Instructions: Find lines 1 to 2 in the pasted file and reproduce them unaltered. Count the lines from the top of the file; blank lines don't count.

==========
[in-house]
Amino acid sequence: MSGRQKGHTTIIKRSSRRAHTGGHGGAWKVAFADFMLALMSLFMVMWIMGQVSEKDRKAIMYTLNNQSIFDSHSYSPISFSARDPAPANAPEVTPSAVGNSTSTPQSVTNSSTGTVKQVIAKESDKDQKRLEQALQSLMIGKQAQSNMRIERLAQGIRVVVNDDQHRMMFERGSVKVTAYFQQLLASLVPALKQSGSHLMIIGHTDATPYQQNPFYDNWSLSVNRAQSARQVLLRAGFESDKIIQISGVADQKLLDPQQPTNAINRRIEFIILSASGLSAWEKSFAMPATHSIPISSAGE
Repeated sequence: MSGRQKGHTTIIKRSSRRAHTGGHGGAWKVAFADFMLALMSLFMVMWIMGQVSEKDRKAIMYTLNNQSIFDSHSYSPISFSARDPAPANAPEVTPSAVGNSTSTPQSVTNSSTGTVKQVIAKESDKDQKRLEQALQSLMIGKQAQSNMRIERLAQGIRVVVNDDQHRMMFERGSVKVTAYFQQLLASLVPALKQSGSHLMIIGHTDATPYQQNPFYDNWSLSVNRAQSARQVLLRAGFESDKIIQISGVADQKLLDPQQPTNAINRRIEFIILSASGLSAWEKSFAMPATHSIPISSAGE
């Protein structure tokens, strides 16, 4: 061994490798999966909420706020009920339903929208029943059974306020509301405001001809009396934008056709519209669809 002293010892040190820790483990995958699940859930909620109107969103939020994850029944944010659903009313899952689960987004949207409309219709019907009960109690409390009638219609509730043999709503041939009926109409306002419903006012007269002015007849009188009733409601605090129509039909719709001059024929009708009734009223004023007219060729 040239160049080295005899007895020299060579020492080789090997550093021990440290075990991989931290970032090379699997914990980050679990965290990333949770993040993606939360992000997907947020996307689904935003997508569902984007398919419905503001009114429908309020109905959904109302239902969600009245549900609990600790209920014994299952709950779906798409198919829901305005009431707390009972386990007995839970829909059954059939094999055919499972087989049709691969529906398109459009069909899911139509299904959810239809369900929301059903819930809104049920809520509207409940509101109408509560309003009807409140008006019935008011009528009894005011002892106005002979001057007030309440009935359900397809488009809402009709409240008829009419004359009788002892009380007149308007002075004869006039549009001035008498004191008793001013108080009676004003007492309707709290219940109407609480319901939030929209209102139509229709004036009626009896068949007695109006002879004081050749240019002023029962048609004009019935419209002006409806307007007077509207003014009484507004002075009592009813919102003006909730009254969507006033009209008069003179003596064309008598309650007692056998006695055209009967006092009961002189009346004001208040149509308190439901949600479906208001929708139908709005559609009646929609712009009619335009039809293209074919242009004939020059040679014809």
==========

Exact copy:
[in-house]
Amino acid sequence: MSGRQKGHTTIIKRSSRRAHTGGHGGAWKVAFADFMLALMSLFMVMWIMGQVSEKDRKAIMYTLNNQSIFDSHSYSPISFSARDPAPANAPEVTPSAVGNSTSTPQSVTNSSTGTVKQVIAKESDKDQKRLEQALQSLMIGKQAQSNMRIERLAQGIRVVVNDDQHRMMFERGSVKVTAYFQQLLASLVPALKQSGSHLMIIGHTDATPYQQNPFYDNWSLSVNRAQSARQVLLRAGFESDKIIQISGVADQKLLDPQQPTNAINRRIEFIILSASGLSAWEKSFAMPATHSIPISSAGE